Jackson County Legislature asks state auditor to review tax assessments
KANSAS CITY, Mo. (KCTV) - The Jackson County Legislature took an unusual step Monday by overwhelmingly passing a resolution asking the State Auditor’s office to take a look at the entire county tax assessment.
There’s no doubt this has been a troubled process. A record 54,000 appeals have been filed. Homeowners have been contacting the KCTV5 newsroom for weeks with complaints about the assessments, and about how hard it is to get answers from the county.
Legislators say they’re hearing from homeowners, too, and are not getting clear information from the county assessment department.
“We have to throw this out,” Manny Abarca said. “This is one of the worst data sets that I think I have seen in a long time.”
Most of the Legislators agree with him, voting eight-to-one to talk with the state auditor. He and other lawmakers are reacting to recent KCTV5 reports that reveal what appears to be an error discovered by a local data expert.
The error meant that more than 500 properties, throughout the county, were all assessed at the same value -- $356,270.
We knocked on doors and met many homeowners with this same assessment. They were appealing —and winning— by hundreds of thousands of dollars.
We discovered that the homes had recently sold, and most sold for $100,000 to $150,000.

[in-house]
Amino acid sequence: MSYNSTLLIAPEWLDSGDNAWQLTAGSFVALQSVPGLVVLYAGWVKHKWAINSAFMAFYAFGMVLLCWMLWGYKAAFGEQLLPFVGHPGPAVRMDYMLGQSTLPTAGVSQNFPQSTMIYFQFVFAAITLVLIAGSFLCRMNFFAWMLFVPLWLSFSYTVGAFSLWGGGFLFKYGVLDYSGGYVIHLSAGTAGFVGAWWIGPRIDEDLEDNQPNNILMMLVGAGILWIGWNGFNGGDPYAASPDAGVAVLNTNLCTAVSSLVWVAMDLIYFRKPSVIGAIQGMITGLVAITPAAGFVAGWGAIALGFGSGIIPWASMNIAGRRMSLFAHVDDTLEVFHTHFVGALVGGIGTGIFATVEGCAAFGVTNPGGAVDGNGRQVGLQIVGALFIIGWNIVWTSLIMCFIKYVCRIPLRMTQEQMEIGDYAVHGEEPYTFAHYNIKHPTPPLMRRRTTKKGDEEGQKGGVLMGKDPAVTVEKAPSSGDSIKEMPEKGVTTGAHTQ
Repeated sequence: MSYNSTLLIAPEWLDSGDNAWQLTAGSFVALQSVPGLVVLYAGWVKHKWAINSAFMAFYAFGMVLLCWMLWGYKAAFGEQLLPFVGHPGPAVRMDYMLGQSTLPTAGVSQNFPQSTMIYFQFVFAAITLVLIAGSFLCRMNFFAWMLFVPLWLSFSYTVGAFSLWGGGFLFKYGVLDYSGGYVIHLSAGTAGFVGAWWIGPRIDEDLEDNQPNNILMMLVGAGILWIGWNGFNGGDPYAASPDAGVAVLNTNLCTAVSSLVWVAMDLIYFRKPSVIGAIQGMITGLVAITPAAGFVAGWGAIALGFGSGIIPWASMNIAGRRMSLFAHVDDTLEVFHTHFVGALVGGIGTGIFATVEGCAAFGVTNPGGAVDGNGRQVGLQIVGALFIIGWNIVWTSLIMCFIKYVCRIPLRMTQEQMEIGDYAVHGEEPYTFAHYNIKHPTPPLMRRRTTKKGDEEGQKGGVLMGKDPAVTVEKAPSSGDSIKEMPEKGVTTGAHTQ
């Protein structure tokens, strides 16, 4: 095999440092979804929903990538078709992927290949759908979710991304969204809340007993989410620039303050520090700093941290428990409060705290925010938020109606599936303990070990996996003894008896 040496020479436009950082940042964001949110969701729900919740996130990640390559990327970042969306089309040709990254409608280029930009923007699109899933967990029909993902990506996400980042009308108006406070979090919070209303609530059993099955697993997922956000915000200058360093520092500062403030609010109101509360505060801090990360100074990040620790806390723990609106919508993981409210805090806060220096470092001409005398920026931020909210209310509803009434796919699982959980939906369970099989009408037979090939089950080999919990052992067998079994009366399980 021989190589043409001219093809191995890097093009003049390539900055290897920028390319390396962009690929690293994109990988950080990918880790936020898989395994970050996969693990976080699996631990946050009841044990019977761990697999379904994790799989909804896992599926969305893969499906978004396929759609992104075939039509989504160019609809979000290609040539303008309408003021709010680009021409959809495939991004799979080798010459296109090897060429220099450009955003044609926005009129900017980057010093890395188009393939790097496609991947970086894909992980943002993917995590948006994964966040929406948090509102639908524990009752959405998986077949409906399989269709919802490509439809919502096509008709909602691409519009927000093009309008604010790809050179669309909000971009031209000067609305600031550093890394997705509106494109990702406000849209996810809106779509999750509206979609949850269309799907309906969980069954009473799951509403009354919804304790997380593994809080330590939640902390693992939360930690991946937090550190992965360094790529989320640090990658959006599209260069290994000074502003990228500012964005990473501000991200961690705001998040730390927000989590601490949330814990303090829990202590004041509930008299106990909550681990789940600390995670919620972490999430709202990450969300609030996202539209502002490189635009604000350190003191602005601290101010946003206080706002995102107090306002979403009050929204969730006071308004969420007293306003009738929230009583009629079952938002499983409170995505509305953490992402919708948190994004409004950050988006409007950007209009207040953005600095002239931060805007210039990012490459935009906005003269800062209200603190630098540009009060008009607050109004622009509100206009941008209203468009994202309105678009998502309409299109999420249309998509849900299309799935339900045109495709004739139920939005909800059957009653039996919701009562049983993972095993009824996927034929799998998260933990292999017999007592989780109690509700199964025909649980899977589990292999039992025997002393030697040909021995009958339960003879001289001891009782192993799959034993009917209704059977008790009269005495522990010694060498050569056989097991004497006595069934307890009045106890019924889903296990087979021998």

“Somebody did not check this,” Richard Meyers, homeowner, said.
We even found a lot that recently sold for $25,000 assessed for that same $356,270. There’s not even a house on the lot.
When you do the math, you learn that the properties assessed at the value jumped an average of 168.3% from the last assessment. That’s at least five times the overall average increase.
Neither Jackson County Executive Frank White nor County Assessor Gail McCann Beatty were at Monday’s meeting, so Jackson County Administrator Troy Schulte was left to answer questions.
Schulte downplayed the information surrounding that magic number of $356,270, calling it “an opinion.”
Later, he said third-party vendor Tyler Technologies should explain what happened.
“We’ll drag him in and try to get an answer,” said Schulte.
“So have you guys reviewed your own data that you’ve been given from Tyler about it?” asked KCTV5′s Angie Ricono.
“I have not been able to,” Schulte said. “I haven’t reviewed it. So, we’ll get the experts in and figure out what’s going on.”
State Auditor Scott Fitzpatrick recently announced his office is looking into complaints from homeowners about the assessment.
After Monday’s action, the auditor will return with a cost estimate for the county for its investigation, but it’s likely, given the eight-to-one vote, a state audit will move forward.
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